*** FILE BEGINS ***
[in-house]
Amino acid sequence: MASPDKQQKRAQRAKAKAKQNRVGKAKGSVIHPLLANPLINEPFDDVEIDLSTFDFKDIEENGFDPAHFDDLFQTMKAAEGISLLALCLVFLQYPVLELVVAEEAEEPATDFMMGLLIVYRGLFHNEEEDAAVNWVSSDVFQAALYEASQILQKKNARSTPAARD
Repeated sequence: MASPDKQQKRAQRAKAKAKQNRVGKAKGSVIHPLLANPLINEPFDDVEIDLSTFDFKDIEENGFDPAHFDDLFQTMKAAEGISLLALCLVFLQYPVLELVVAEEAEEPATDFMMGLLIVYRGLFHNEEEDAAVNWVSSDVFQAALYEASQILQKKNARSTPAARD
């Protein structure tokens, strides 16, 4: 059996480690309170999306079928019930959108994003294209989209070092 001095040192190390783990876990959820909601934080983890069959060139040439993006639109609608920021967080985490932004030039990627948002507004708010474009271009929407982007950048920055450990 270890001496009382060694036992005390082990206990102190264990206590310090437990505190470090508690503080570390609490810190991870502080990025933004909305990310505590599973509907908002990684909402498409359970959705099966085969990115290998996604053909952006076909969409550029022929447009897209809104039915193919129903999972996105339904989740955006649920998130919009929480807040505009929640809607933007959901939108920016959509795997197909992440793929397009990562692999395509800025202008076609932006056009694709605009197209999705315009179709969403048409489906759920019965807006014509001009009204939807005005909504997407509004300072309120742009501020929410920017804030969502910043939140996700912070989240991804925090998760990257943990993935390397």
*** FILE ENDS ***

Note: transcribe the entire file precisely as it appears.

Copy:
[in-house]
Amino acid sequence: MASPDKQQKRAQRAKAKAKQNRVGKAKGSVIHPLLANPLINEPFDDVEIDLSTFDFKDIEENGFDPAHFDDLFQTMKAAEGISLLALCLVFLQYPVLELVVAEEAEEPATDFMMGLLIVYRGLFHNEEEDAAVNWVSSDVFQAALYEASQILQKKNARSTPAARD
Repeated sequence: MASPDKQQKRAQRAKAKAKQNRVGKAKGSVIHPLLANPLINEPFDDVEIDLSTFDFKDIEENGFDPAHFDDLFQTMKAAEGISLLALCLVFLQYPVLELVVAEEAEEPATDFMMGLLIVYRGLFHNEEEDAAVNWVSSDVFQAALYEASQILQKKNARSTPAARD
């Protein structure tokens, strides 16, 4: 059996480690309170999306079928019930959108994003294209989209070092 001095040192190390783990876990959820909601934080983890069959060139040439993006639109609608920021967080985490932004030039990627948002507004708010474009271009929407982007950048920055450990 270890001496009382060694036992005390082990206990102190264990206590310090437990505190470090508690503080570390609490810190991870502080990025933004909305990310505590599973509907908002990684909402498409359970959705099966085969990115290998996604053909952006076909969409550029022929447009897209809104039915193919129903999972996105339904989740955006649920998130919009929480807040505009929640809607933007959901939108920016959509795997197909992440793929397009990562692999395509800025202008076609932006056009694709605009197209999705315009179709969403048409489906759920019965807006014509001009009204939807005005909504997407509004300072309120742009501020929410920017804030969502910043939140996700912070989240991804925090998760990257943990993935390397």